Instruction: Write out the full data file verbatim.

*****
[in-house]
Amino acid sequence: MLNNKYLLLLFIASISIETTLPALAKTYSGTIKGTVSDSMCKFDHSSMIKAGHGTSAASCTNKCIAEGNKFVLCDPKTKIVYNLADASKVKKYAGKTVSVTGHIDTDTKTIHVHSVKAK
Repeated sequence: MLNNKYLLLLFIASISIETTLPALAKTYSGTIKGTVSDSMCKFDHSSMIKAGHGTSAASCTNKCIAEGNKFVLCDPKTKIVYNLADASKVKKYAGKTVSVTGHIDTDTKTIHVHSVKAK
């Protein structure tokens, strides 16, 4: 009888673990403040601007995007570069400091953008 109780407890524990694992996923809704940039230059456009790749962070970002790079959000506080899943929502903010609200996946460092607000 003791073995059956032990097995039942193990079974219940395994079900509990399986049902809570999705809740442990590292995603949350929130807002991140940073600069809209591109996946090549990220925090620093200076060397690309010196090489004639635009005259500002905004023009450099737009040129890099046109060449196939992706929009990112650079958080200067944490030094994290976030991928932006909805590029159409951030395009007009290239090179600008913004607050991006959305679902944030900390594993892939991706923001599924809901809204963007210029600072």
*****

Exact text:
[in-house]
Amino acid sequence: MLNNKYLLLLFIASISIETTLPALAKTYSGTIKGTVSDSMCKFDHSSMIKAGHGTSAASCTNKCIAEGNKFVLCDPKTKIVYNLADASKVKKYAGKTVSVTGHIDTDTKTIHVHSVKAK
Repeated sequence: MLNNKYLLLLFIASISIETTLPALAKTYSGTIKGTVSDSMCKFDHSSMIKAGHGTSAASCTNKCIAEGNKFVLCDPKTKIVYNLADASKVKKYAGKTVSVTGHIDTDTKTIHVHSVKAK
């Protein structure tokens, strides 16, 4: 009888673990403040601007995007570069400091953008 109780407890524990694992996923809704940039230059456009790749962070970002790079959000506080899943929502903010609200996946460092607000 003791073995059956032990097995039942193990079974219940395994079900509990399986049902809570999705809740442990590292995603949350929130807002991140940073600069809209591109996946090549990220925090620093200076060397690309010196090489004639635009005259500002905004023009450099737009040129890099046109060449196939992706929009990112650079958080200067944490030094994290976030991928932006909805590029159409951030395009007009290239090179600008913004607050991006959305679902944030900390594993892939991706923001599924809901809204963007210029600072």